Wind Imports

The best wind resources in the country are found across the Midwest, from North Dakota to Texas. The Southeast can benefit from the Midwest’s wind speeds by importing high capacity factor, low-cost electricity from those wind farms into our Southeast power markets.

Existing Imports into the Southeast

Wind imports are abundant in the Southeast, and for good reason; long term power purchase agreements have been signed for as low as $1.8c/kWh. Currently, there are power purchase agreements for nearly 4,000 MW of wind imports into the Southeast.

When wind imports from the Midwest are combined with wind development in the Southeast, a more diversified power generation profile is created, adding to the stability, efficiency, and cost-effectiveness of our grid.


The majority of transmission lines that carry power across the country are alternating current (AC). Most wind imports travel this way, through existing transmission lines. However, high-voltage direct current (HVDC) power lines act as a super highway, sending power from wind projects directly to the grids where they will be used. HVDC projects are ideal for bulk power transfer over long distances, as they have lower losses, and have lower environmental impact than traditional AC transmission lines.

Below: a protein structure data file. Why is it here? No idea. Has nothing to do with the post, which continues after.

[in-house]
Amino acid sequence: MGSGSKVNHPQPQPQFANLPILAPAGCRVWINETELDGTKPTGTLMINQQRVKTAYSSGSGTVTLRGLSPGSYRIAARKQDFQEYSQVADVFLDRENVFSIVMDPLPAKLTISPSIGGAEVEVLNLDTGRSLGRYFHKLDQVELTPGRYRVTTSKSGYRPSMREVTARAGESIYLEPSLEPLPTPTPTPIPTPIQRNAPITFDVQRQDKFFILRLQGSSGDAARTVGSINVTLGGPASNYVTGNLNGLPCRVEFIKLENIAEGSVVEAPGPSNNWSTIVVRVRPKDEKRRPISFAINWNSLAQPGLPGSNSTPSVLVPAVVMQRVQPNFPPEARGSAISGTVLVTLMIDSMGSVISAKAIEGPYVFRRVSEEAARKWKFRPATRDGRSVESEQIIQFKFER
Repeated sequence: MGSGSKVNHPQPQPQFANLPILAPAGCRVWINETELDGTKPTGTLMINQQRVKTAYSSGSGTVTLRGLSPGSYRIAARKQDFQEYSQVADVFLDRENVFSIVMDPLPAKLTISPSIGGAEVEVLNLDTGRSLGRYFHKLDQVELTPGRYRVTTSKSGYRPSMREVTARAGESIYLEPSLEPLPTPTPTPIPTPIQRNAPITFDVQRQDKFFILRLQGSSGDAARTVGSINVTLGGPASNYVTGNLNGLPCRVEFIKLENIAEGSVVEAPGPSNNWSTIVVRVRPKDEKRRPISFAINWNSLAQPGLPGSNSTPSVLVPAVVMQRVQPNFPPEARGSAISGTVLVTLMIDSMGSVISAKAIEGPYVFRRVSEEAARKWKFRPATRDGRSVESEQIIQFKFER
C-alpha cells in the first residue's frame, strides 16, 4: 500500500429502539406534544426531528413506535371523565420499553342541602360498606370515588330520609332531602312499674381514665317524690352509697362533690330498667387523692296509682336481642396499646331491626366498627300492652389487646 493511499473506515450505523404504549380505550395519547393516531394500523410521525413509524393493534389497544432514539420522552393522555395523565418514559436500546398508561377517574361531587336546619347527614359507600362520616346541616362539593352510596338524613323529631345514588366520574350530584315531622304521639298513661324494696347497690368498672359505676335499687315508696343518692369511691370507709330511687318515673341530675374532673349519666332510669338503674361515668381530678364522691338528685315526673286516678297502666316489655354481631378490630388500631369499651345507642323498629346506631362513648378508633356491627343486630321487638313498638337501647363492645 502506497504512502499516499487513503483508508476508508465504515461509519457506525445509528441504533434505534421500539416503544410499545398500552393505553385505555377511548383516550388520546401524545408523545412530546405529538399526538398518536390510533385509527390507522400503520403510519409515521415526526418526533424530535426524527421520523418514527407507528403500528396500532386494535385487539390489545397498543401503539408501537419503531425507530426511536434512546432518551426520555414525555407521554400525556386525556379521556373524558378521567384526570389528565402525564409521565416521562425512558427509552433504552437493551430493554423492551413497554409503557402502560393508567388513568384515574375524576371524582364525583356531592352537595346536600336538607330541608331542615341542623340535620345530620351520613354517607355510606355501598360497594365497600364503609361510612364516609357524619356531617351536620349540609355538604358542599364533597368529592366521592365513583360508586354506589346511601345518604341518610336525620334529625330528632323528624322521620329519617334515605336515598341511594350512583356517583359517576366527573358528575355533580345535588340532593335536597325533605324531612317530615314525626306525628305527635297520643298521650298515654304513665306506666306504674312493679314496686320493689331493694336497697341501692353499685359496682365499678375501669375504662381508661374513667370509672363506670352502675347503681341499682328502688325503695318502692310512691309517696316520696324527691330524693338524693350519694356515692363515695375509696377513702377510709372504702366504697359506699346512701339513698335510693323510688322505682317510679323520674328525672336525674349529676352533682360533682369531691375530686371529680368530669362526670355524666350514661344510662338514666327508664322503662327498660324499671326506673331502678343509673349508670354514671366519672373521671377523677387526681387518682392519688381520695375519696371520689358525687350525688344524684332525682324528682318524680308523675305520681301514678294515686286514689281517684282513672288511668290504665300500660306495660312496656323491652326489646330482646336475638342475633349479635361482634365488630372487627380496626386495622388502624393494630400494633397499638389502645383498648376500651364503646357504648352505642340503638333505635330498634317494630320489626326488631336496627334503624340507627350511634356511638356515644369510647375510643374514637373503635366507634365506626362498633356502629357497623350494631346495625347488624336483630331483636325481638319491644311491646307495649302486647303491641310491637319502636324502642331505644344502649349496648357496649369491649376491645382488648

Pattern Development has proposed a 400-mile HVDC project that would transmit wind from multiple projects in Texas, across Louisiana and into Mississippi. Pattern would pay both Mississippi and Louisiana over $441 million in property taxes over the 30-year lifetime of the project, create hundreds of jobs during construction, all while providing the Southeast with low-cost, reliable electricity.